We set sail from the port of Gijón at 7 in the morning and headed towards the Avilés Canyon in order to find and document the white coral. When we reach the canyon, facing Cape Peñas, almost 9 miles from the coast, we submerge the ROV and border the southern coast of the canyon.
Here, we find various colonies of white coral (Madrepora oculata) on the steep, rocky seabed at more than 200 meters depth, as well as a many sponges, anemones and gorgonians.
Discovering these colonies of white coral in deep waters is proof of the importance of this area along the coast of Asturias. The urgency to protect this type of vulnerable ecosystem is mainly due to the fact that some types of fishing gear, such as bottom trawling, threaten its survival and these colonies can take hundreds or thousands of years to form.
Javier Cristobo, an expert in sponges from the Spanish Oceanographic Institute, accompanied us on board the Ranger during the entire day, collaborating in the campaign to identify these primitive animal species in the area.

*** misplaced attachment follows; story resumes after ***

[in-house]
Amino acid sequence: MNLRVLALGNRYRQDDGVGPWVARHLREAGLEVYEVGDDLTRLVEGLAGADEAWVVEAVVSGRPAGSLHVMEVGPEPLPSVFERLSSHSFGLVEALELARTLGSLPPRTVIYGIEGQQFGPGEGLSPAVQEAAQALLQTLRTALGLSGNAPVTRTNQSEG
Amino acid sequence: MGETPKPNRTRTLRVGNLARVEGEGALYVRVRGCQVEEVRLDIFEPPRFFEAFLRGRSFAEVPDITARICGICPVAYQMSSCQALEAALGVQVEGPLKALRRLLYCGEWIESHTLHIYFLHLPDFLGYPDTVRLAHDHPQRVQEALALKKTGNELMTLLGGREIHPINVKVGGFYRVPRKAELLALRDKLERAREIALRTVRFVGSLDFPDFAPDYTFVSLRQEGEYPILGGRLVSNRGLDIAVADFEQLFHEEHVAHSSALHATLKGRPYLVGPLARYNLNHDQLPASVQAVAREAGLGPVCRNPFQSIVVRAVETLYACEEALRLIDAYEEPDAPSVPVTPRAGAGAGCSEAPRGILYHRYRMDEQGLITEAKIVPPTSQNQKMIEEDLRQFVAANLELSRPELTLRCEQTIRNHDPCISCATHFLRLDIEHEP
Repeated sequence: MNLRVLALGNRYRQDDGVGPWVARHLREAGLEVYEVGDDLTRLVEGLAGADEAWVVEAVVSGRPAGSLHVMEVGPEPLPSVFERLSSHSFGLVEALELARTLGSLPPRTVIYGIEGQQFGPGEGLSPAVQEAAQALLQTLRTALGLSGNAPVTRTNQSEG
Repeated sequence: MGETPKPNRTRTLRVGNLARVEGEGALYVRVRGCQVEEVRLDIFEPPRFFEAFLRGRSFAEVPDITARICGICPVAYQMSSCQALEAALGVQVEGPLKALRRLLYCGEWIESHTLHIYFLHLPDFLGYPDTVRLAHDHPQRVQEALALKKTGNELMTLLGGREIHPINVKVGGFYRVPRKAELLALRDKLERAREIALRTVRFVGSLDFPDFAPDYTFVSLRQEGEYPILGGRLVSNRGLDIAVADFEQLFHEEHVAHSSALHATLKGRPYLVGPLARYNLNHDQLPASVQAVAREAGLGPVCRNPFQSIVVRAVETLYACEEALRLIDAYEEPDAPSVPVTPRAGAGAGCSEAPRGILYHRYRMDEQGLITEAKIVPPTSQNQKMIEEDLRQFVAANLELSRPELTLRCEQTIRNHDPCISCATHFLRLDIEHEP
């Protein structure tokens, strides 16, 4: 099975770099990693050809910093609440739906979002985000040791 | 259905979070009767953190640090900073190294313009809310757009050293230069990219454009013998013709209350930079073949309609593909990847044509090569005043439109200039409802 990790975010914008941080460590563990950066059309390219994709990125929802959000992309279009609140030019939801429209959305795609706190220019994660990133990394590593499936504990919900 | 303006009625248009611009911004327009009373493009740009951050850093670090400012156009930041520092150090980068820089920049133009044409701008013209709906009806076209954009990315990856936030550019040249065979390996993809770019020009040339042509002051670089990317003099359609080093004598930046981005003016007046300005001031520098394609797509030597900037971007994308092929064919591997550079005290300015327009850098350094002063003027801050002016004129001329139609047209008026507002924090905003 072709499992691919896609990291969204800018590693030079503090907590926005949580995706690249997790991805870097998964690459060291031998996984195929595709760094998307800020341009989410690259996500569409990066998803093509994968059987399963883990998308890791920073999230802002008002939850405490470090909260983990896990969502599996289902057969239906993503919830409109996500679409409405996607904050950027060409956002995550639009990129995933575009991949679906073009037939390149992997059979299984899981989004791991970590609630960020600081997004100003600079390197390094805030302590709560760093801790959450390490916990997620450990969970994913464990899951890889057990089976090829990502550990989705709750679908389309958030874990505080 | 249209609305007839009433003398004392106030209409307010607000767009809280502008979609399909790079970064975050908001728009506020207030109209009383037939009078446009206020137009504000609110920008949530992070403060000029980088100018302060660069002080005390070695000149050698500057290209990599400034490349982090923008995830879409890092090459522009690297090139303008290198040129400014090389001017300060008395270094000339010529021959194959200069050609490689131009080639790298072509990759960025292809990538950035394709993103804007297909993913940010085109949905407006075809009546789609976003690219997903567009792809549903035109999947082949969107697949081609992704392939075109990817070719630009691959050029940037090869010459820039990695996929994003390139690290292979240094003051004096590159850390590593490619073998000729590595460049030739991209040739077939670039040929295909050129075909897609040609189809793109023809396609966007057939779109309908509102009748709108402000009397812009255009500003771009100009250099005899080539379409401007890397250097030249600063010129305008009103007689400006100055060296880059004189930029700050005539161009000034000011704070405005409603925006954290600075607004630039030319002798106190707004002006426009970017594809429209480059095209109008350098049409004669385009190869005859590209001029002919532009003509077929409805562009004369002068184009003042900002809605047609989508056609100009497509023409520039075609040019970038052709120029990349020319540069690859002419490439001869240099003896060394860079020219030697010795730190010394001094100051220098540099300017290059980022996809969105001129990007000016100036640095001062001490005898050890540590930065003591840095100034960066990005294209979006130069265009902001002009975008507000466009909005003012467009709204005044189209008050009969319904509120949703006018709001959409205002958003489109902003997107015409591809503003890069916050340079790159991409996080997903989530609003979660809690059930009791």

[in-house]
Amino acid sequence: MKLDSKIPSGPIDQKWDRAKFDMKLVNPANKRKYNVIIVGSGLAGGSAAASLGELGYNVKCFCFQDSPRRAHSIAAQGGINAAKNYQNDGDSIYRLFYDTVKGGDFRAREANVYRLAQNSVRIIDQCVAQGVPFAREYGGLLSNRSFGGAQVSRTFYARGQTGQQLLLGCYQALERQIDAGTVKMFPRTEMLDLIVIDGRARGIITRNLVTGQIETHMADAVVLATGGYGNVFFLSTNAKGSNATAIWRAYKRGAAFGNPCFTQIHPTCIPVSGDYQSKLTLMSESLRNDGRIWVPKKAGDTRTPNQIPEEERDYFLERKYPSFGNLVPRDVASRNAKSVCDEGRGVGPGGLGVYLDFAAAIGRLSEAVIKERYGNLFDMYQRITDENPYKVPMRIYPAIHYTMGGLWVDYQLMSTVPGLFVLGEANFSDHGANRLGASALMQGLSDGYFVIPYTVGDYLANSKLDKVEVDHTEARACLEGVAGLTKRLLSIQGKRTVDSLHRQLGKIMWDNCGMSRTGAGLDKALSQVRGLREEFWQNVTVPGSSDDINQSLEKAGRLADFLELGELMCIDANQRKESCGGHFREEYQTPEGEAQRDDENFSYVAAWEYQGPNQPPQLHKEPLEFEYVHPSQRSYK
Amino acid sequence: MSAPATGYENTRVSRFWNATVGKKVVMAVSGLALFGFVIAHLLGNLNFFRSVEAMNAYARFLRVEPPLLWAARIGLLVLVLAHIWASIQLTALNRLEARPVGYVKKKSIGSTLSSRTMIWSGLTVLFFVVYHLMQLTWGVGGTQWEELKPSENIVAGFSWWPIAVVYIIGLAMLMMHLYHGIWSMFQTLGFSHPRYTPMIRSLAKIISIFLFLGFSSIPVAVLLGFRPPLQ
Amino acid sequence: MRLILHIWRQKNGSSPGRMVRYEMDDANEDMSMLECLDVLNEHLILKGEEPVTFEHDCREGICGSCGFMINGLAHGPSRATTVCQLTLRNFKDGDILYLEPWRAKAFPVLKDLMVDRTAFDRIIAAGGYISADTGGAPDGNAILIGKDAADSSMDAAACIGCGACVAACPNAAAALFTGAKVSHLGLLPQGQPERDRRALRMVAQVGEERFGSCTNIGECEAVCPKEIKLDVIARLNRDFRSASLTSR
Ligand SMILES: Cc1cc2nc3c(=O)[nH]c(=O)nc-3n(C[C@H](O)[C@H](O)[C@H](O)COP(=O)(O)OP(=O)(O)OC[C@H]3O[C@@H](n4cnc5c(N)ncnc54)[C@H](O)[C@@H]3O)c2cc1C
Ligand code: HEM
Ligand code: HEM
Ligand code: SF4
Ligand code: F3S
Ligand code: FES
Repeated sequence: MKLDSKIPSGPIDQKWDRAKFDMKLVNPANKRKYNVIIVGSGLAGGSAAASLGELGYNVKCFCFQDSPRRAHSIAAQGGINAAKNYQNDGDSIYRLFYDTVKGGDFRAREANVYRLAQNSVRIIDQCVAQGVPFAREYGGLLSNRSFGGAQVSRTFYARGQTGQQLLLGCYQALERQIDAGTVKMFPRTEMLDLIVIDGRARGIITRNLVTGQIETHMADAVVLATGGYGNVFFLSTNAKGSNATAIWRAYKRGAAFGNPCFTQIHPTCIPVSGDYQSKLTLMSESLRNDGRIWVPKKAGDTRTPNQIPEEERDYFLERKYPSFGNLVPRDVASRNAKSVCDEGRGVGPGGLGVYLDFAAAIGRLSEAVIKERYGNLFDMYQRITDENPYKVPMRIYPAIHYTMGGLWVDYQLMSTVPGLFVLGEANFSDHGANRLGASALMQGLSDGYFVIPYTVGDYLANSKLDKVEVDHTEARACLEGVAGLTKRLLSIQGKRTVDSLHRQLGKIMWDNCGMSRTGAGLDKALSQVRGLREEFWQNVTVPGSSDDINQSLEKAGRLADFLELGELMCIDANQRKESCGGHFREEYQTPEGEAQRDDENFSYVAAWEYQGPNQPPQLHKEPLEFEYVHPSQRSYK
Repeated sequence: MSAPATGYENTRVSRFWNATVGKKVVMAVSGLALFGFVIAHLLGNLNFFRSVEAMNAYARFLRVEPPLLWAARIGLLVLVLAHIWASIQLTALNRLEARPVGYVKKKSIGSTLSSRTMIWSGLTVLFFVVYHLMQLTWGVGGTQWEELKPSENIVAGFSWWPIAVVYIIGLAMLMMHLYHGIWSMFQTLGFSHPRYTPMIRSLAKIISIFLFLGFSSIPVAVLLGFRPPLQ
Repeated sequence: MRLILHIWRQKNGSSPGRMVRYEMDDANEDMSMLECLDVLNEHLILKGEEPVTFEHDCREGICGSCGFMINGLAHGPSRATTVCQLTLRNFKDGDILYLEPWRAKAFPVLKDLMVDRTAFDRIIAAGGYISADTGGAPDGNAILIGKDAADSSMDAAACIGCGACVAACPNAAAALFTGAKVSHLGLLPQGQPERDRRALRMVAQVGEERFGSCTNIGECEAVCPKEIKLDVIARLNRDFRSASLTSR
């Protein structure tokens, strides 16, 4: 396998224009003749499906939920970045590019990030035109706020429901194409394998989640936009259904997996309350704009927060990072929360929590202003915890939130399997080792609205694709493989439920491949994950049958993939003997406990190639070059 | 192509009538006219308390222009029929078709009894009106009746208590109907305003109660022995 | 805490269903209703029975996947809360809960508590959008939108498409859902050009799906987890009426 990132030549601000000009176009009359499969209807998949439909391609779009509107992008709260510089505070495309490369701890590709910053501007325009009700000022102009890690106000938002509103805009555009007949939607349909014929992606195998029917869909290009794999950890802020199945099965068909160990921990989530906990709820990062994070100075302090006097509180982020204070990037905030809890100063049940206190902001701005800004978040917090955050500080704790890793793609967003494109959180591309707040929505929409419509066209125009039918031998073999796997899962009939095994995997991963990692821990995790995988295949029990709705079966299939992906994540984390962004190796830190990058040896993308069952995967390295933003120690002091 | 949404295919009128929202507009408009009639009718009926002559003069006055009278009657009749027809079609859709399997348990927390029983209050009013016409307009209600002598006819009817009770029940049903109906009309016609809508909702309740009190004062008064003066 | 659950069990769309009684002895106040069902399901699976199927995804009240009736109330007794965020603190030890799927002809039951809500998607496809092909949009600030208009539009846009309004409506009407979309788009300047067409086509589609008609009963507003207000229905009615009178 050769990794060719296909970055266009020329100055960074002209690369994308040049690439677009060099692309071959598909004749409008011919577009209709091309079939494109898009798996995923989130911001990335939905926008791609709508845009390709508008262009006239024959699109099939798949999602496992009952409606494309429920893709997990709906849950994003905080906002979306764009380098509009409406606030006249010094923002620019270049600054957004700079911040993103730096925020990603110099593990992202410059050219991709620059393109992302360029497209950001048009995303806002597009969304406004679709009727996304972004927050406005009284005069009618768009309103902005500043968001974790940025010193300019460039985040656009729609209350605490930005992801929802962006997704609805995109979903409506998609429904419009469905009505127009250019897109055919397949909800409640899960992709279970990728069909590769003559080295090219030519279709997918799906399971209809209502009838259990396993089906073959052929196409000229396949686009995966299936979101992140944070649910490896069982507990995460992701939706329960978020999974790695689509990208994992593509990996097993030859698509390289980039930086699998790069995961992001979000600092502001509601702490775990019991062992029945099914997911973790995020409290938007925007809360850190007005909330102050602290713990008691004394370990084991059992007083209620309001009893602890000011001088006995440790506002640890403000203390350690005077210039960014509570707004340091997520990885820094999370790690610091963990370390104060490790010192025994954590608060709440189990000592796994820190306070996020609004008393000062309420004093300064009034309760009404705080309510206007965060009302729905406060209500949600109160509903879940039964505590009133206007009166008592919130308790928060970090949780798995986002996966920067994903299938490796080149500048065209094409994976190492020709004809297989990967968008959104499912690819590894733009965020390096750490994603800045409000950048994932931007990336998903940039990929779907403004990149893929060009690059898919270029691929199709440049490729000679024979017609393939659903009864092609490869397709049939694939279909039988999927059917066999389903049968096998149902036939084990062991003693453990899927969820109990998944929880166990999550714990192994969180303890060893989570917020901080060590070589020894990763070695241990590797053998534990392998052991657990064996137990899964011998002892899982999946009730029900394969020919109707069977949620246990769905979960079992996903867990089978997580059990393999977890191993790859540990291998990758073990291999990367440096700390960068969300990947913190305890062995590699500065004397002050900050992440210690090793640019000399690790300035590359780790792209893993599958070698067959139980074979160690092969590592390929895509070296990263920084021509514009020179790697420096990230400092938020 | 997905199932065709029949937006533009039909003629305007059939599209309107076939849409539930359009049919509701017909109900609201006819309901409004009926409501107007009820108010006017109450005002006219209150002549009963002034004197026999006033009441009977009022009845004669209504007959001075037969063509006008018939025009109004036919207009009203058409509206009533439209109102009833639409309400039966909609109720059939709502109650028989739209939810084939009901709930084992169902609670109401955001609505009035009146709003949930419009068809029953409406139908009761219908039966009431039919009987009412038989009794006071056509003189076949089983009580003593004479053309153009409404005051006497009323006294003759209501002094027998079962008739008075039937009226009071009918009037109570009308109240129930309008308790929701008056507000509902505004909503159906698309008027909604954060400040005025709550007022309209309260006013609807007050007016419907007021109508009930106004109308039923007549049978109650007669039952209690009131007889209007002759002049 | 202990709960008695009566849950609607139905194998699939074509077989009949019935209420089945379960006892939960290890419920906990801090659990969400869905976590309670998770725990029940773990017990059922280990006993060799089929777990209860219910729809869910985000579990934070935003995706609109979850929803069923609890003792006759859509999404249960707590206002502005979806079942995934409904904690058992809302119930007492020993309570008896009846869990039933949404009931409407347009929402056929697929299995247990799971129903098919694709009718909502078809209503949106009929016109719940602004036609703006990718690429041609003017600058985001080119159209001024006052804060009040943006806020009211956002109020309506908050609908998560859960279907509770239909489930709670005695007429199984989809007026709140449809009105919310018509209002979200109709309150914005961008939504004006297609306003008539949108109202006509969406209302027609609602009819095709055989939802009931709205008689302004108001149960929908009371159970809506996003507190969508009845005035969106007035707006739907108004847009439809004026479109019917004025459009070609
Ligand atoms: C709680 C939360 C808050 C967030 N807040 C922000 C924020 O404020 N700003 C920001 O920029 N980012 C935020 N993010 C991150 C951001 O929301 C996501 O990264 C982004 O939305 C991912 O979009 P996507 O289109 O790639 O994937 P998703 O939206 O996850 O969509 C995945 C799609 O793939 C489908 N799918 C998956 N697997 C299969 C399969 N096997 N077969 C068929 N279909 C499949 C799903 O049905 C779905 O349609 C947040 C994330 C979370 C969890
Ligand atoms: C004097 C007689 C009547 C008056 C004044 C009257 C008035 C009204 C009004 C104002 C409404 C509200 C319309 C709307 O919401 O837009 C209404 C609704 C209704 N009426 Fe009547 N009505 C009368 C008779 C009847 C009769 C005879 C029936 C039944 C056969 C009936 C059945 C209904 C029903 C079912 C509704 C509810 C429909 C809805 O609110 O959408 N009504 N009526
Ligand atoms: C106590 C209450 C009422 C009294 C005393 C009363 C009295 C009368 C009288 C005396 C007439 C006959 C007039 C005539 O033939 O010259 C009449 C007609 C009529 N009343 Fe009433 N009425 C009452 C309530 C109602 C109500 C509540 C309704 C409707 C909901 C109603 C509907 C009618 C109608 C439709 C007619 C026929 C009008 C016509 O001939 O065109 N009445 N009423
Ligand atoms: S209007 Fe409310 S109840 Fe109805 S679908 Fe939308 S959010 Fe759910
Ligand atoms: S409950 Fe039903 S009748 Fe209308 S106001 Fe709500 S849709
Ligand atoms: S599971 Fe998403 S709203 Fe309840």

We submerged the ROV once again facing Cape Peñas, in the Somos Llungo seamount, at approximately 55 meters depth and documented the seabeds that harbour a wide variety of colourful organisms: areas full of mushroom sponges, fields comprised of grey sponges that may be Pachymatisma johnstonia or Erylus discophorus (species that cannot be differentiated unless samples are taken to identify them based on the spicules) and rocks covered in the jewel anemone Corynactis viridis.
The gorgonian Paramuricea cf grayi also occurs here, mainly distributed in warm waters (the Canary Islands, Morocco) and recently discovered off the coasts of Biscay. It may be the first time this gorgonian has been documented in waters of Asturias.
When we returned to the port of Gijón, at 16:40, we came across two Avilés trawlers coming into port as they were discarding small pelagic fish (possibly various species: hake, sardines, horse mackerel, etc.). This wasting of live resources caused by the use of non-selective fishing gear threatens the future sustainability of fisheries and causes changes in the ecosystems.